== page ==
I have now been repeatedly asked on the connection between Covid-19 and climate change. My perspectives have been random depending on who is asking, my judgement of their motivation and my deep-seated bias for the global south.
One aspect has been the laud about the global emission reduction due to reduced global economic performances after businesses either shut or scaled down. In February, China recorded global emission reduction of 25 percent which eased to 18 percent in mid to early March. The European Union is projecting nine to 10 percent global emissions reduction by December 2020.
Another reduction in the range of 10 to 20 percent is expected from the United States by the end of the year. Unfortunately, this news is not exactly comforting to the fight against climate emergency because these changes are unsystematic, unstructural and temporal.
To save the planet, the world needs fundamental structural changes to our economies by decarbonising the power sector that drives it. The second most important action is to provide remedies for the vulnerable and poor communities to adapt to the adverse impacts of climate
problem and the political will against it is just admirable. The real danger, however, is that the attention on Covid-19 could take away the attention on international commitment on climate change. In November, governments are supposed to submit to the United Nations Framework Convention on Climate Change their climate plans to accompany the Paris agreement. It is these plans we hope to set us on ambitious trajectory to get to net zero by 2050 and we need political will which is also on high demand for Covid-19 response. It is important to recognise that climate change will continue to affect economies for a long time into the future. The global community should, therefore, not lose sight of the climate ball as we address covid-19.
Developed governments have started to propose financial packages to resuscitate economies out of the recession. Two thoughts here. First is a wish. What is preventing governments from acting so quickly and with similar gusto on the economic impacts on climate change on the economy? Despite the challenge of climate change, it has never been easy to garner political will necessary to trigger proportionate climate ambition. I hope the success and lessons from Covid-19 on international cooperation can permeate climate action at national to international climate plans and support to incentivise radical emission reduction to those already suffering the impacts of climate change.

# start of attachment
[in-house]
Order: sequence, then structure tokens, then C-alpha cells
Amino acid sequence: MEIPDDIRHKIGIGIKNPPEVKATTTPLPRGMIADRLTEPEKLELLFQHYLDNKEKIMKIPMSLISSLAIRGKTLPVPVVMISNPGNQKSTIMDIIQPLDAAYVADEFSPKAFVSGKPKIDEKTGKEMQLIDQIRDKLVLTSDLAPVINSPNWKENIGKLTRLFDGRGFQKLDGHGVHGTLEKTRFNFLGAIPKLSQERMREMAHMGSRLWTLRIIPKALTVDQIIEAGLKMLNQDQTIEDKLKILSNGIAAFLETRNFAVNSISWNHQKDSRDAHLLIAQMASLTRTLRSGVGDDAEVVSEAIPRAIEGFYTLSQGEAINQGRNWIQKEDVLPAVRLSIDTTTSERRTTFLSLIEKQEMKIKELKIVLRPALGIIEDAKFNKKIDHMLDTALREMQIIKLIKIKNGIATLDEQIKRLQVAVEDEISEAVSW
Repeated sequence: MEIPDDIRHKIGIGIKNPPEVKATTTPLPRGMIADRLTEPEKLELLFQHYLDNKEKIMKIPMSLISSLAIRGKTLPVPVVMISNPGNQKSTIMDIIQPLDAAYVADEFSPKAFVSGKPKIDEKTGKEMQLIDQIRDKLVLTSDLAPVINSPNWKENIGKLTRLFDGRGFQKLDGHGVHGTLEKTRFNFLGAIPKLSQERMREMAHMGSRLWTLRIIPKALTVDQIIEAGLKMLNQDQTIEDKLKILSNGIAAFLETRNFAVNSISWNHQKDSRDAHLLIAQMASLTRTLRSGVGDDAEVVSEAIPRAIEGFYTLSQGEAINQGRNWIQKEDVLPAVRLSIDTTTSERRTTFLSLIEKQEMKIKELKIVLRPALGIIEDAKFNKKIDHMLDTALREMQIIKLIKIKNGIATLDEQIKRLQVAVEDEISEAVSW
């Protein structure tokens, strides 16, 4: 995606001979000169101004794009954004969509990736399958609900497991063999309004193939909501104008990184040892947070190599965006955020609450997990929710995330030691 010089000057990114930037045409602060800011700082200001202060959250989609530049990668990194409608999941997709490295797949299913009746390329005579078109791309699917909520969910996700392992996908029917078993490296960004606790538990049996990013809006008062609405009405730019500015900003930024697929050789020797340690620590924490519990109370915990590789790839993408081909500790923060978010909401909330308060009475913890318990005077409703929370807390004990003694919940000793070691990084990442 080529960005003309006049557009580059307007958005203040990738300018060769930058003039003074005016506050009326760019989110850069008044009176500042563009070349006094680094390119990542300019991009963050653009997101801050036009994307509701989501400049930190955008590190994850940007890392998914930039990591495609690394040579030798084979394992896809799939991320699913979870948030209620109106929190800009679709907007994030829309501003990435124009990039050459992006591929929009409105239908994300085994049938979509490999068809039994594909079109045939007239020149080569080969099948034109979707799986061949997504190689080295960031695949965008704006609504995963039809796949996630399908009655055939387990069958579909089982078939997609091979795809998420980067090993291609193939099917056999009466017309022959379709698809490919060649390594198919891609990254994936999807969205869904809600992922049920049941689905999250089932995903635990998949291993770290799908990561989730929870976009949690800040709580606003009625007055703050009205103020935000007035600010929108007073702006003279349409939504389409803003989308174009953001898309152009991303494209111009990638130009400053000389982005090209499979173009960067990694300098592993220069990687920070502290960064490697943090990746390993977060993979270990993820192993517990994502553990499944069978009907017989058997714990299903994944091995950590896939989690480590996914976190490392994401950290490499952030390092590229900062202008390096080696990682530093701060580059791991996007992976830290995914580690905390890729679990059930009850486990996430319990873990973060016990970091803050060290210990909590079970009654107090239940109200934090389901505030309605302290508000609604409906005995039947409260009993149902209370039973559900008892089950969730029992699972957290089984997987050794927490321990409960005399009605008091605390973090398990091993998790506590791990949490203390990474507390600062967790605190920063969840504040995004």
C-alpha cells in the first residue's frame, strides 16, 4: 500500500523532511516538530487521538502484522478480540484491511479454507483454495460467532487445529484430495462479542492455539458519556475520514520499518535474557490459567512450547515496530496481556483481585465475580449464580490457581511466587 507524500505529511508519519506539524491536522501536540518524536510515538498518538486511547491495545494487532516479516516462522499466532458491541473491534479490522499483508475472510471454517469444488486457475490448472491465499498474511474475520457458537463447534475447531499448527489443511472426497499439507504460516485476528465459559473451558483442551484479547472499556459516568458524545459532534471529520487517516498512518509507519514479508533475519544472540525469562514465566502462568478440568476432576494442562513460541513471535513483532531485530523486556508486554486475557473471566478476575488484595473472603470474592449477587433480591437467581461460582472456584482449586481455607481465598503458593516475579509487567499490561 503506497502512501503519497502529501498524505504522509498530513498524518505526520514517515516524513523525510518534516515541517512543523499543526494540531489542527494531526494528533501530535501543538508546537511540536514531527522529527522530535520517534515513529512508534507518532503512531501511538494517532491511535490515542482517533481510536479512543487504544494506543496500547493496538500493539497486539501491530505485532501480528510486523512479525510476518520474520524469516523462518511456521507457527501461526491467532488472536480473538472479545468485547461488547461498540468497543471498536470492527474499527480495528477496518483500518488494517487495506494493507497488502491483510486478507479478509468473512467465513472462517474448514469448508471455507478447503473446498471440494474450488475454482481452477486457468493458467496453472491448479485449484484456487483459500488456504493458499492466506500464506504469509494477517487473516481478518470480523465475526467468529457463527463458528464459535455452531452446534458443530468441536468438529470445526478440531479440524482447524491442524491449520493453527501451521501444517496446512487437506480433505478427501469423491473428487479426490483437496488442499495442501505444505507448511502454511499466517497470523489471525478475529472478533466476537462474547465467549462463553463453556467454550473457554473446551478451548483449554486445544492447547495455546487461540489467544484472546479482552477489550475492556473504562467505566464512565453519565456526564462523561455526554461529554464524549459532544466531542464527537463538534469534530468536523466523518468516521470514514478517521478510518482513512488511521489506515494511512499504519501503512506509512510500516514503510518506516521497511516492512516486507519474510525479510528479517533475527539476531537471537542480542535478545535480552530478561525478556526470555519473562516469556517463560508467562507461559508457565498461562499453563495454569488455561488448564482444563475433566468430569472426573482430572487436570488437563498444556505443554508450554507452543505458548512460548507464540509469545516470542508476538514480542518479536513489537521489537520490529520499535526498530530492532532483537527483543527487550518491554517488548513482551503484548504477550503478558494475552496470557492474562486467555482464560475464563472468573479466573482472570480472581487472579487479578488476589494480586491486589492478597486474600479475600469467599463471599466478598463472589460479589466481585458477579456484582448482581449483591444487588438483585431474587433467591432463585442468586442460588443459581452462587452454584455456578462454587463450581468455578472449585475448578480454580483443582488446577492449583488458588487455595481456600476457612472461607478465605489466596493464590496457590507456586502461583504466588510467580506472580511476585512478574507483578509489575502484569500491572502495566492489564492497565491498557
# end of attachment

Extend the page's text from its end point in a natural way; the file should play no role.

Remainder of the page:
Secondly, there is need to integrate climate change in the economic stimulus plans to economies that have been affected by Covid-19. For example, there is a strong feeling that the prices for renewable energy such as solar and wind may actually go up due to the impact of Covid-19. A green stimulus plan should target support companies that are producing solar and wind technologies for energy generation.
Lastly, Covid-19 has significantly checked on our individual and collective consumption behaviours. At individual level, people have reduced travel and food waste has gone down at household level either because of the lockdowns or in anticipation of one. Every climate expert will wish these lessons from Covid-19 are sustained and become our new normal. Someone said, Covid-19 may be a perfect’ ‘fire drill’ drill for climate action. Oh may be!.